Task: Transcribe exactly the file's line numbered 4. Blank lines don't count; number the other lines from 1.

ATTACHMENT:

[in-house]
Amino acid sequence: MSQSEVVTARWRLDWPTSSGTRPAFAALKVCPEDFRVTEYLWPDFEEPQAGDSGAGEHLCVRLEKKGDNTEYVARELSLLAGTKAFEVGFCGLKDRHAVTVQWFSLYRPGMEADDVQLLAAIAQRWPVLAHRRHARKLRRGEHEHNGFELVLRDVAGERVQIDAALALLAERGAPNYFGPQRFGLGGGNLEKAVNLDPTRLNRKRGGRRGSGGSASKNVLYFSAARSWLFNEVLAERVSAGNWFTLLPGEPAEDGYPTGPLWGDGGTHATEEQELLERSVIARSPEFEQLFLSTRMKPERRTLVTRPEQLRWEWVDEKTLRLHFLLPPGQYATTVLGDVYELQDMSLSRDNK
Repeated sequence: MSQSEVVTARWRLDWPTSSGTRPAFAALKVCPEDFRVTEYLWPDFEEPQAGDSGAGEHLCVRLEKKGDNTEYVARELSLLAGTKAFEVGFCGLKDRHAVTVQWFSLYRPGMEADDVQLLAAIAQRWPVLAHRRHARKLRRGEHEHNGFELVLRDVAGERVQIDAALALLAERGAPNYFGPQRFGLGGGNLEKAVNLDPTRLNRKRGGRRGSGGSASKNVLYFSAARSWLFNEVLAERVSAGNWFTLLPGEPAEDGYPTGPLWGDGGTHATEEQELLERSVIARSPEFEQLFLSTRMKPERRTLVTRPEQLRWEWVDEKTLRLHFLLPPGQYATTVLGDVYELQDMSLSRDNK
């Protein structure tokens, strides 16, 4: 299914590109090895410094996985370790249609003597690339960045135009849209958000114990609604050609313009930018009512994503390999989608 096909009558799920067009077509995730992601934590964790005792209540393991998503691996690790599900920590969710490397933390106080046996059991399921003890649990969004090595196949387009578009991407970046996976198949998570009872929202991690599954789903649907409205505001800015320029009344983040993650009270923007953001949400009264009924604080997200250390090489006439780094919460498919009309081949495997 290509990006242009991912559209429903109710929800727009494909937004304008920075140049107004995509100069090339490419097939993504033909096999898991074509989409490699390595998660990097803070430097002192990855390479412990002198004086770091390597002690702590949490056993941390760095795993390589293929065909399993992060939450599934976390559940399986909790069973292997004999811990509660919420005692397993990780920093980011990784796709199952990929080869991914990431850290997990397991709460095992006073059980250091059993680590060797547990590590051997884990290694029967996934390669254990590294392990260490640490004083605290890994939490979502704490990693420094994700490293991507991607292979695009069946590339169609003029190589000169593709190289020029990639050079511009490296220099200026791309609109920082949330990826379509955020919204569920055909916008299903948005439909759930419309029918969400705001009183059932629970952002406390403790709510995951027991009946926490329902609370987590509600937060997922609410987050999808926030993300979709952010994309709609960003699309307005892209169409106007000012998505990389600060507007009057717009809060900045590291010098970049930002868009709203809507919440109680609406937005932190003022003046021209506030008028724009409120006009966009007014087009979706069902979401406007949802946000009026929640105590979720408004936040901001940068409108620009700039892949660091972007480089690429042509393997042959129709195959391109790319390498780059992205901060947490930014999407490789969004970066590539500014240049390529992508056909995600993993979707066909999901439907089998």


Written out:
């Protein structure tokens, strides 16, 4: 299914590109090895410094996985370790249609003597690339960045135009849209958000114990609604050609313009930018009512994503390999989608 096909009558799920067009077509995730992601934590964790005792209540393991998503691996690790599900920590969710490397933390106080046996059991399921003890649990969004090595196949387009578009991407970046996976198949998570009872929202991690599954789903649907409205505001800015320029009344983040993650009270923007953001949400009264009924604080997200250390090489006439780094919460498919009309081949495997 290509990006242009991912559209429903109710929800727009494909937004304008920075140049107004995509100069090339490419097939993504033909096999898991074509989409490699390595998660990097803070430097002192990855390479412990002198004086770091390597002690702590949490056993941390760095795993390589293929065909399993992060939450599934976390559940399986909790069973292997004999811990509660919420005692397993990780920093980011990784796709199952990929080869991914990431850290997990397991709460095992006073059980250091059993680590060797547990590590051997884990290694029967996934390669254990590294392990260490640490004083605290890994939490979502704490990693420094994700490293991507991607292979695009069946590339169609003029190589000169593709190289020029990639050079511009490296220099200026791309609109920082949330990826379509955020919204569920055909916008299903948005439909759930419309029918969400705001009183059932629970952002406390403790709510995951027991009946926490329902609370987590509600937060997922609410987050999808926030993300979709952010994309709609960003699309307005892209169409106007000012998505990389600060507007009057717009809060900045590291010098970049930002868009709203809507919440109680609406937005932190003022003046021209506030008028724009409120006009966009007014087009979706069902979401406007949802946000009026929640105590979720408004936040901001940068409108620009700039892949660091972007480089690429042509393997042959129709195959391109790319390498780059992205901060947490930014999407490789969004970066590539500014240049390529992508056909995600993993979707066909999901439907089998």